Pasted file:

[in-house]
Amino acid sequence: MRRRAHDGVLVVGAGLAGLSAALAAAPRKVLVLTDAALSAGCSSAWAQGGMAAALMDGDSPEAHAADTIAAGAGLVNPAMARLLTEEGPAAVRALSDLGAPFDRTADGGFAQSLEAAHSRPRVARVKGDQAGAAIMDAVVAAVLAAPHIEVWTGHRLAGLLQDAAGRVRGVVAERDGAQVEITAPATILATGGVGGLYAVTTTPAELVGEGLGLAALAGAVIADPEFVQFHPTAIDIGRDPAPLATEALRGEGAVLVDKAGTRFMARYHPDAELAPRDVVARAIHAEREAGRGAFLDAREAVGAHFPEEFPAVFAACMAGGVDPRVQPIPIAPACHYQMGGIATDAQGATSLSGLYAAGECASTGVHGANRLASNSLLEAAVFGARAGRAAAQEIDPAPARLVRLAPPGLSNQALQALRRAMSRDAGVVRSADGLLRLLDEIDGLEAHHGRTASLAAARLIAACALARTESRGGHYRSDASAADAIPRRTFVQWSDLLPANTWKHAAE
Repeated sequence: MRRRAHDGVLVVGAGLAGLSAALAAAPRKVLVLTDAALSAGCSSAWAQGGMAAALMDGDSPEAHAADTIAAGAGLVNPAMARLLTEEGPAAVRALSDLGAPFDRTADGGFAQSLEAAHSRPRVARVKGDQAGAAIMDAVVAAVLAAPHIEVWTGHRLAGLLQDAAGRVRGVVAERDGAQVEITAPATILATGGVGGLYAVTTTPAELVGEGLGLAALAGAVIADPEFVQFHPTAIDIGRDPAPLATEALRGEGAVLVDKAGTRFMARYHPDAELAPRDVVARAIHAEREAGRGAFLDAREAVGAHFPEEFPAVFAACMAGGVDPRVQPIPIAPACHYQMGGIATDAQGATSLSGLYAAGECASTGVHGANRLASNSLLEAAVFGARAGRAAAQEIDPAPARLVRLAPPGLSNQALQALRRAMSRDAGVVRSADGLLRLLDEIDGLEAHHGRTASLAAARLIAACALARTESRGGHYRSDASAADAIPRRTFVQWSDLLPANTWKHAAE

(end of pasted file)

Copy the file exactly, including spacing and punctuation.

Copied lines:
[in-house]
Amino acid sequence: MRRRAHDGVLVVGAGLAGLSAALAAAPRKVLVLTDAALSAGCSSAWAQGGMAAALMDGDSPEAHAADTIAAGAGLVNPAMARLLTEEGPAAVRALSDLGAPFDRTADGGFAQSLEAAHSRPRVARVKGDQAGAAIMDAVVAAVLAAPHIEVWTGHRLAGLLQDAAGRVRGVVAERDGAQVEITAPATILATGGVGGLYAVTTTPAELVGEGLGLAALAGAVIADPEFVQFHPTAIDIGRDPAPLATEALRGEGAVLVDKAGTRFMARYHPDAELAPRDVVARAIHAEREAGRGAFLDAREAVGAHFPEEFPAVFAACMAGGVDPRVQPIPIAPACHYQMGGIATDAQGATSLSGLYAAGECASTGVHGANRLASNSLLEAAVFGARAGRAAAQEIDPAPARLVRLAPPGLSNQALQALRRAMSRDAGVVRSADGLLRLLDEIDGLEAHHGRTASLAAARLIAACALARTESRGGHYRSDASAADAIPRRTFVQWSDLLPANTWKHAAE
Repeated sequence: MRRRAHDGVLVVGAGLAGLSAALAAAPRKVLVLTDAALSAGCSSAWAQGGMAAALMDGDSPEAHAADTIAAGAGLVNPAMARLLTEEGPAAVRALSDLGAPFDRTADGGFAQSLEAAHSRPRVARVKGDQAGAAIMDAVVAAVLAAPHIEVWTGHRLAGLLQDAAGRVRGVVAERDGAQVEITAPATILATGGVGGLYAVTTTPAELVGEGLGLAALAGAVIADPEFVQFHPTAIDIGRDPAPLATEALRGEGAVLVDKAGTRFMARYHPDAELAPRDVVARAIHAEREAGRGAFLDAREAVGAHFPEEFPAVFAACMAGGVDPRVQPIPIAPACHYQMGGIATDAQGATSLSGLYAAGECASTGVHGANRLASNSLLEAAVFGARAGRAAAQEIDPAPARLVRLAPPGLSNQALQALRRAMSRDAGVVRSADGLLRLLDEIDGLEAHHGRTASLAAARLIAACALARTESRGGHYRSDASAADAIPRRTFVQWSDLLPANTWKHAAE